Alain Badiou’s Perspective on the Strauss-Kahn Affair


This extract is from a seminar given by Alain Badiou on 25 May 2011, according to notes taken by Daniel Fischer. In it, he comments on the construction of events surrounding the initial accusations towards the then head of the IMF.

What interests me in this affair is precisely its theatrical essence. The great writer of this would have been Jean Genet. We have here, as in “The Balcony” and “The Blacks,” allegory. We are in the representation, even in the representation of representation, the representation of the mechanisms of representation (what is a president, what is a police chief?).
We have in effect the Powerful Man at the head of the most fundamental institution of the Western world, the favorite of all the polls etc., who in “The Balcony,” was the role of the Chief of Police – who Genet indicated should arrive in the form of a big cock in the third act (you see that this was already previewed ...). On the other hand, there is the symbol of weakness: The Black Immigrant Woman who comes from Africa, which has a terrible job etc.. The meeting of these two figures can only be sexual, because there cannot be any relation between them: she is totally nonexistent for him, and reciprocally. Sex is the element that causes unlikely collisions from the point of view of the general icons of the world. There is also the role, magnificent, of the Sublime Wife who announces the inappropriateness of the couple; I salute her, seriously, because if she loves him more than ever, this has shown everyone something of human weakness.

My theatrical hypothesis - the “political “ implications in this case does not make me hot or cold, to be honest, I was not among the voters of Strauss-Kahn, nor in his non-voters - is that he did not want to go. It’s his entourage who created around him this morbid desire to be president of the republic. His wife may have hoped that he would settle down in the necessities of representation, the PS chose their candidate solely on the basis of the polls (though everyone knew he could not help jumping on a woman when he finds himself alone with her in a closed room), which is even so extravagant: it shows how the ideological degeneration of this body is total ("win the vote, and then we'll see"). In short, everyone wanted Strauss-Kahn, except one person: Strauss-Kahn. Since he is not very brave, he did not want to go, but he did not say he did not want to go, he would not publicly say "it bothers me" (thinking, moveover, "I know how I will appear in history"). His unconscious found the solution to this dilemma. He won’t do it, and for that he has only to say yes to his drive, which is very economical. This is what makes him happy because he will not do what he does not want to do and also because he told the whole world who he really was. If I were him, I would experience an ironic joy, because I would say to myself: "Idiots! Here is the one you all wanted to vote for! "And this, that’s a marvelous position. The wife is happy too, as she is in a sublime role, she will show people what it means to love. I'm glad too, because Strauss-Kahn, I didn’t want it. You must really search in the bowels of the PS to find unhappy people.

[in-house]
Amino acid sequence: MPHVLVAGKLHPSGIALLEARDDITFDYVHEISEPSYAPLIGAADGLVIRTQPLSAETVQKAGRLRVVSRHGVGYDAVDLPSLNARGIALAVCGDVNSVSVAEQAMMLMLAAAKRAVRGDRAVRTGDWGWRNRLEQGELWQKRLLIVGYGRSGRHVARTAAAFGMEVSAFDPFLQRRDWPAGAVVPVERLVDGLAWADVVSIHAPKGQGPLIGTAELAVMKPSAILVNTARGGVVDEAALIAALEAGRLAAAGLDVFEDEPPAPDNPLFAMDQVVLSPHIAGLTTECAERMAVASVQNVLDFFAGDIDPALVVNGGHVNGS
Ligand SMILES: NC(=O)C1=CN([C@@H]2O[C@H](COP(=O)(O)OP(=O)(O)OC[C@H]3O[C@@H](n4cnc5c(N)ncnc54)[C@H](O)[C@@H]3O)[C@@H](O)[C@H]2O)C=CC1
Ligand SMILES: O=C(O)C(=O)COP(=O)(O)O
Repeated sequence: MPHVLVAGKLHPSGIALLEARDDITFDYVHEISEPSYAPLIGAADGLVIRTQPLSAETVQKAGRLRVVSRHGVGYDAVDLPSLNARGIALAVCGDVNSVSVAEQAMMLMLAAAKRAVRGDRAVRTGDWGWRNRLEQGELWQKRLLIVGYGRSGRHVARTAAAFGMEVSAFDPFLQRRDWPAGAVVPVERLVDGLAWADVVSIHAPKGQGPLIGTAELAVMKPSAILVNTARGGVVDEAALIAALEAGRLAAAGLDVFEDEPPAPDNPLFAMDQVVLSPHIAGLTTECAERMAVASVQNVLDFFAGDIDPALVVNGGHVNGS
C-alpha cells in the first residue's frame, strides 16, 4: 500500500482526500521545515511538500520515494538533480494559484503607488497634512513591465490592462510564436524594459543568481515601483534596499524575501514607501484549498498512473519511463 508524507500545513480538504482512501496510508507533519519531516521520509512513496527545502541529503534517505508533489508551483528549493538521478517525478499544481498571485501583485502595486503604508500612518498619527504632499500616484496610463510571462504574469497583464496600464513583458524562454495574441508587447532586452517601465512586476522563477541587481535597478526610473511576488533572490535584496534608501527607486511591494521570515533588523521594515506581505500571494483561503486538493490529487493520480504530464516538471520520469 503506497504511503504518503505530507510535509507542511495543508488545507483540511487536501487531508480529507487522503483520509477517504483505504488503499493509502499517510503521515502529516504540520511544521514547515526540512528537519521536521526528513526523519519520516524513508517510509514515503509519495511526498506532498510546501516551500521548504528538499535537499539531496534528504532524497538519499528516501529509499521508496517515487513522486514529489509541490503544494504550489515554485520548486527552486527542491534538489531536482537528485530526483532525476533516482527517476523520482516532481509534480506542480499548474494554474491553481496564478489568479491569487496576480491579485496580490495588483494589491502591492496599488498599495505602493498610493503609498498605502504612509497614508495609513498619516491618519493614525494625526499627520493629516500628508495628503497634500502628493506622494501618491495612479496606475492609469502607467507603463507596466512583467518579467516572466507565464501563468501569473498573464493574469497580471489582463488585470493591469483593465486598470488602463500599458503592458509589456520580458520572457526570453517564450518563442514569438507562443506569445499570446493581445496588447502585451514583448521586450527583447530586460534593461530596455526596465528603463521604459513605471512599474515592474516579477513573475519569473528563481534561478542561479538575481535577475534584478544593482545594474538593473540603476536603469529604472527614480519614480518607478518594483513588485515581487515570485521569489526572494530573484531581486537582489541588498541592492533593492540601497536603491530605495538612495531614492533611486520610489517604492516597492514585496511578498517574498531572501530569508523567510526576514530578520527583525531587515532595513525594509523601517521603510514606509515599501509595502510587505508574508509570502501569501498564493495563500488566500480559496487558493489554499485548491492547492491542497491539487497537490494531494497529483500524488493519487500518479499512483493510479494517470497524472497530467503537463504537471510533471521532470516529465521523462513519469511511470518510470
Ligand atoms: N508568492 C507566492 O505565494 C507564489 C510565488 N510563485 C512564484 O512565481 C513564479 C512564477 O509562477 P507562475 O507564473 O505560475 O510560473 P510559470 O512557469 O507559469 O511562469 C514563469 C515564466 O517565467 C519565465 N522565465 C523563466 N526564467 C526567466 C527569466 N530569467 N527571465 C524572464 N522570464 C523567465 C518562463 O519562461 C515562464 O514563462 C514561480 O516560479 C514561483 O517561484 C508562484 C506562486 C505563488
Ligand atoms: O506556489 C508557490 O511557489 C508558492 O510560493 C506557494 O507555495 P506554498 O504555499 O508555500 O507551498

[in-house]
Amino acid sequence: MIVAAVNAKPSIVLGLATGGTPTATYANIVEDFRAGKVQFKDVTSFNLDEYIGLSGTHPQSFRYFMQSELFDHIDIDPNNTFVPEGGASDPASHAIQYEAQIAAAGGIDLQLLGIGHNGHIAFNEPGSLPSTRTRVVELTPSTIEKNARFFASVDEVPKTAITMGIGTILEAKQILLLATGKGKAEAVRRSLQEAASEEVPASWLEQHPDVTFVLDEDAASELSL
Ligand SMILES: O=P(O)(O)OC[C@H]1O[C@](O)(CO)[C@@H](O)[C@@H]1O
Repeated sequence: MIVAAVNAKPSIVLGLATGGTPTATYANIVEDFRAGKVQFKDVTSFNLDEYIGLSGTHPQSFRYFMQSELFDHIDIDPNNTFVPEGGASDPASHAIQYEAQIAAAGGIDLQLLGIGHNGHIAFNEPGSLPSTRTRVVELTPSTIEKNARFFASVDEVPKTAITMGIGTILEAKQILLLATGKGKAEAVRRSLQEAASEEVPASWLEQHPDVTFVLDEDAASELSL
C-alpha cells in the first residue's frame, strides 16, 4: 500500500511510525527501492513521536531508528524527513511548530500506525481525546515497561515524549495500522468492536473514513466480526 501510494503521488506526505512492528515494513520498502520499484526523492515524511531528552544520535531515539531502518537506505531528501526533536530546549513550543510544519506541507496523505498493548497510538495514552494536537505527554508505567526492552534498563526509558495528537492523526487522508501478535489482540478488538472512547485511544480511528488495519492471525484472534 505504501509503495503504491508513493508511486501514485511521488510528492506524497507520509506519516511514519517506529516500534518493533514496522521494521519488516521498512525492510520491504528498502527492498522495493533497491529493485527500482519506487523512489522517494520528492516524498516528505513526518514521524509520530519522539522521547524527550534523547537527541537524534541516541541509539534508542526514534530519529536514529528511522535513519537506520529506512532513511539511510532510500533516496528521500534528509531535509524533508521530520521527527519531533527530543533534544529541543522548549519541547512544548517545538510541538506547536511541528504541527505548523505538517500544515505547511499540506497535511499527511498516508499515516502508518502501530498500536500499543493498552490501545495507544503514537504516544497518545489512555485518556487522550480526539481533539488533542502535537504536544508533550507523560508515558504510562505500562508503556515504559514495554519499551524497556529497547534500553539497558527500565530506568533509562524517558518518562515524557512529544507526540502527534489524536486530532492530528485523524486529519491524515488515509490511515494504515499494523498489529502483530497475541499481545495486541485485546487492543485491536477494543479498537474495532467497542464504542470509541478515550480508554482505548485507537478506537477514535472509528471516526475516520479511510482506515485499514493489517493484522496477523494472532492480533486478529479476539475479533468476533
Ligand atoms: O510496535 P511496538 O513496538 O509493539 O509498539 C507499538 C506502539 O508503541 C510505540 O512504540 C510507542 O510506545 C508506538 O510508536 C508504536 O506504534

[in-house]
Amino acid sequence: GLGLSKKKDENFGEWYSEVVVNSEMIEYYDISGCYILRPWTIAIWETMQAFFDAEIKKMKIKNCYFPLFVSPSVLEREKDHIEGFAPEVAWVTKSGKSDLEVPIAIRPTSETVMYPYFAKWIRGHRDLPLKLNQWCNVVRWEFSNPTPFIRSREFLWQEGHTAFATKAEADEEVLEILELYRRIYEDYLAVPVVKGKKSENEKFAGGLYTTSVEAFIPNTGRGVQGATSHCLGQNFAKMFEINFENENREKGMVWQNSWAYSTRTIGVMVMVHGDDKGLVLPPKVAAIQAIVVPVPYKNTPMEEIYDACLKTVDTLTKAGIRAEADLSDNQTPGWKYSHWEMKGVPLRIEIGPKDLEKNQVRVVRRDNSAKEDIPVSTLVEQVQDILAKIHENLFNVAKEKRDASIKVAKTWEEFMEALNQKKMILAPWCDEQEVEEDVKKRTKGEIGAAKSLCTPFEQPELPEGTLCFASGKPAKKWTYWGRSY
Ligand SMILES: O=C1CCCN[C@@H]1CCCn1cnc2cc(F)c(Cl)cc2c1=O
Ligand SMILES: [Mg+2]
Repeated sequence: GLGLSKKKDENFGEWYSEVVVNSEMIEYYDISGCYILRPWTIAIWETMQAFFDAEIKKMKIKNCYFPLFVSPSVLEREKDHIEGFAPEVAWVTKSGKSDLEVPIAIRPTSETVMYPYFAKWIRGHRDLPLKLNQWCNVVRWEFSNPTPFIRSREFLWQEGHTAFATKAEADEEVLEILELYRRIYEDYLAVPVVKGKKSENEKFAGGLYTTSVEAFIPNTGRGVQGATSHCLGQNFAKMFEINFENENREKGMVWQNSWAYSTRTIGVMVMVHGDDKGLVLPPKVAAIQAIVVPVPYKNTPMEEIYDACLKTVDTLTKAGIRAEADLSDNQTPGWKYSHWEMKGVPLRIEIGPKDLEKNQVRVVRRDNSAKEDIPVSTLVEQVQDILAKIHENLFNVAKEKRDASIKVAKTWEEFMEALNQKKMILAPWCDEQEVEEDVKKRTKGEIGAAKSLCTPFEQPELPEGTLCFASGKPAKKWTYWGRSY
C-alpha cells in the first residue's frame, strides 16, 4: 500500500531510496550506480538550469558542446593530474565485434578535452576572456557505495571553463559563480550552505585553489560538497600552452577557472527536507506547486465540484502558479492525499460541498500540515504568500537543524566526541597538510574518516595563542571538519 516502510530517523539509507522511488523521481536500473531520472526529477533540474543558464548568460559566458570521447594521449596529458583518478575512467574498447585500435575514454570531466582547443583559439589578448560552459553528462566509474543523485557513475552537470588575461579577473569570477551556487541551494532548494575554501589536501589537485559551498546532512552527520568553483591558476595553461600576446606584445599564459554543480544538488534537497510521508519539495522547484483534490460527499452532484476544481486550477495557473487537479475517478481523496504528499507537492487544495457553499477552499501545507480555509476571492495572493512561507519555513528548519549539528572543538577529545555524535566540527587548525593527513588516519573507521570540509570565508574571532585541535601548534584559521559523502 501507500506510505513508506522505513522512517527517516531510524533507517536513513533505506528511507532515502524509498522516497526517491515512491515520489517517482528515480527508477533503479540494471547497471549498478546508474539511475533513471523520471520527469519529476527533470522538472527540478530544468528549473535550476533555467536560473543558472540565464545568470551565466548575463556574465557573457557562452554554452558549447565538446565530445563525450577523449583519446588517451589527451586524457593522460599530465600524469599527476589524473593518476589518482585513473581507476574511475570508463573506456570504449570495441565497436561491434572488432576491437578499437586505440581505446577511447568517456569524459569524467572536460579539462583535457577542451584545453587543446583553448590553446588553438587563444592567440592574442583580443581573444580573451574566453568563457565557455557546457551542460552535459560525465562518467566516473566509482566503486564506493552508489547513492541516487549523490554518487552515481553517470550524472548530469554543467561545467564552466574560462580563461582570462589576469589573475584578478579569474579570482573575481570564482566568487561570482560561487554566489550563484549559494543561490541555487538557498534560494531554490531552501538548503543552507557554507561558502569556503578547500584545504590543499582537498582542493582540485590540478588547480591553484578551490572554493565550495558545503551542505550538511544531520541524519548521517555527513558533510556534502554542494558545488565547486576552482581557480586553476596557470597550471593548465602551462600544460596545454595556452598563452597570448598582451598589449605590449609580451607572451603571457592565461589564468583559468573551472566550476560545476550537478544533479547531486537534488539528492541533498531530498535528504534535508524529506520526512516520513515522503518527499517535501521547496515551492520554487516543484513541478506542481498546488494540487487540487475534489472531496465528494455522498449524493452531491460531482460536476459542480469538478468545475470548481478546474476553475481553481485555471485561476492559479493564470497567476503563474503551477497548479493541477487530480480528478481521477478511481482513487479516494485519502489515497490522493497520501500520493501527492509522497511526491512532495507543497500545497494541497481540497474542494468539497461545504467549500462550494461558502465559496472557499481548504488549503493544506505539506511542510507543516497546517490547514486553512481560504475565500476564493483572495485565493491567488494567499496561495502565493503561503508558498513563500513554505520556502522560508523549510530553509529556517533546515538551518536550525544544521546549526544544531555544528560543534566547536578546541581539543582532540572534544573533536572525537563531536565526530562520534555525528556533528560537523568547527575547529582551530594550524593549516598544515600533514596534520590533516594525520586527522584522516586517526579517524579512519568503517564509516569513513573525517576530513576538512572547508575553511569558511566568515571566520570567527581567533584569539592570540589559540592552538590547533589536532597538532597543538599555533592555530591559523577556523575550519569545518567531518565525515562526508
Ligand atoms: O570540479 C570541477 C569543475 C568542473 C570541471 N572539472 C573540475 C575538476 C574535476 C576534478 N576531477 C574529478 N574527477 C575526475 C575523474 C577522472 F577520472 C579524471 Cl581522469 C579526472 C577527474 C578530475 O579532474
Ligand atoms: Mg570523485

This symbolic collapse between absolute power and absolute powerlessness, I think that's what interests everyone and explains the fascination with this case. Strauss-Kahn’s decision reveals a secret element of humanity one must call bestial in the iconic head of the IMF.

One appendix. We see enter the stage Christine Lagarde [DSK’s successor as head of the IMF]. We imagine the following story: Madame Lagarde is in the hotel, she leaves the shower, and a Filipino groom jumps on her. This is what Husserl called eidetic variation (*). The guy is caught, he is handcuffed and photographed handcuffed. What does the press say? It stigmatizes those dreadful American morals consist of presenting people in handcuffs? I guarantee not. The press said: "Justice is done, this bastard has gotten what he deserved." It's proof that this story is profoundly a story of class. If we do an eidetic variation in the other direction, it is clear that the construction of Strauss-Kahn as a victim can only be explained by the unpredictable crossing between sexual determination and the determination of class.

By Alain Badiou 

Translated by Andrew Ryder.